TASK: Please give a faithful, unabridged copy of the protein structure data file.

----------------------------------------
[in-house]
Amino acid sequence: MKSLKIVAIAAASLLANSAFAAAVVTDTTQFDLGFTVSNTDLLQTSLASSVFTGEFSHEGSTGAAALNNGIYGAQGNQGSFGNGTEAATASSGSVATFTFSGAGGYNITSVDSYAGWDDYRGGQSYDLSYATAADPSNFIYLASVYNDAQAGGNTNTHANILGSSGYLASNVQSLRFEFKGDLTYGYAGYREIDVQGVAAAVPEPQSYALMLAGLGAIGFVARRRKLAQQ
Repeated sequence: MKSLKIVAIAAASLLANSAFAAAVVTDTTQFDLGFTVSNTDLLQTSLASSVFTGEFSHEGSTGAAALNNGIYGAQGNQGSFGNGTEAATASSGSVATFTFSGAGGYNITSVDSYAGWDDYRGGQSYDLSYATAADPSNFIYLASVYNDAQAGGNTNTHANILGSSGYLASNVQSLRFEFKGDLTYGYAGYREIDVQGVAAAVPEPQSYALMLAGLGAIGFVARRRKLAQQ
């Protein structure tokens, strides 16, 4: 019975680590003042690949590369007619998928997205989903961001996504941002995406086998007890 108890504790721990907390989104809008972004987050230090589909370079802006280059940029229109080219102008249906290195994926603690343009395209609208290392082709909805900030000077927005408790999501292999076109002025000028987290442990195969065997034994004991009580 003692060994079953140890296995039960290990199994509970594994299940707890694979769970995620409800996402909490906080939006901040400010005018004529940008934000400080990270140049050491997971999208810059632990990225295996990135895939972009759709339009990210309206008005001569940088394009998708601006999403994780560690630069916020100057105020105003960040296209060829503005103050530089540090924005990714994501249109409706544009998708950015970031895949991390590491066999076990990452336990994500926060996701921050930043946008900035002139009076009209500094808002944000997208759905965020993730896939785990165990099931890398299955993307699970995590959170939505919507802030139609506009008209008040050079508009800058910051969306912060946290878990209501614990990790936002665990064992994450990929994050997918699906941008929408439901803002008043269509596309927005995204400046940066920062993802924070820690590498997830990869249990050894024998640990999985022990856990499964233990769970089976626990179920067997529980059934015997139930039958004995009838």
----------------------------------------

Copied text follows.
[in-house]
Amino acid sequence: MKSLKIVAIAAASLLANSAFAAAVVTDTTQFDLGFTVSNTDLLQTSLASSVFTGEFSHEGSTGAAALNNGIYGAQGNQGSFGNGTEAATASSGSVATFTFSGAGGYNITSVDSYAGWDDYRGGQSYDLSYATAADPSNFIYLASVYNDAQAGGNTNTHANILGSSGYLASNVQSLRFEFKGDLTYGYAGYREIDVQGVAAAVPEPQSYALMLAGLGAIGFVARRRKLAQQ
Repeated sequence: MKSLKIVAIAAASLLANSAFAAAVVTDTTQFDLGFTVSNTDLLQTSLASSVFTGEFSHEGSTGAAALNNGIYGAQGNQGSFGNGTEAATASSGSVATFTFSGAGGYNITSVDSYAGWDDYRGGQSYDLSYATAADPSNFIYLASVYNDAQAGGNTNTHANILGSSGYLASNVQSLRFEFKGDLTYGYAGYREIDVQGVAAAVPEPQSYALMLAGLGAIGFVARRRKLAQQ
């Protein structure tokens, strides 16, 4: 019975680590003042690949590369007619998928997205989903961001996504941002995406086998007890 108890504790721990907390989104809008972004987050230090589909370079802006280059940029229109080219102008249906290195994926603690343009395209609208290392082709909805900030000077927005408790999501292999076109002025000028987290442990195969065997034994004991009580 003692060994079953140890296995039960290990199994509970594994299940707890694979769970995620409800996402909490906080939006901040400010005018004529940008934000400080990270140049050491997971999208810059632990990225295996990135895939972009759709339009990210309206008005001569940088394009998708601006999403994780560690630069916020100057105020105003960040296209060829503005103050530089540090924005990714994501249109409706544009998708950015970031895949991390590491066999076990990452336990994500926060996701921050930043946008900035002139009076009209500094808002944000997208759905965020993730896939785990165990099931890398299955993307699970995590959170939505919507802030139609506009008209008040050079508009800058910051969306912060946290878990209501614990990790936002665990064992994450990929994050997918699906941008929408439901803002008043269509596309927005995204400046940066920062993802924070820690590498997830990869249990050894024998640990999985022990856990499964233990769970089976626990179920067997529980059934015997139930039958004995009838």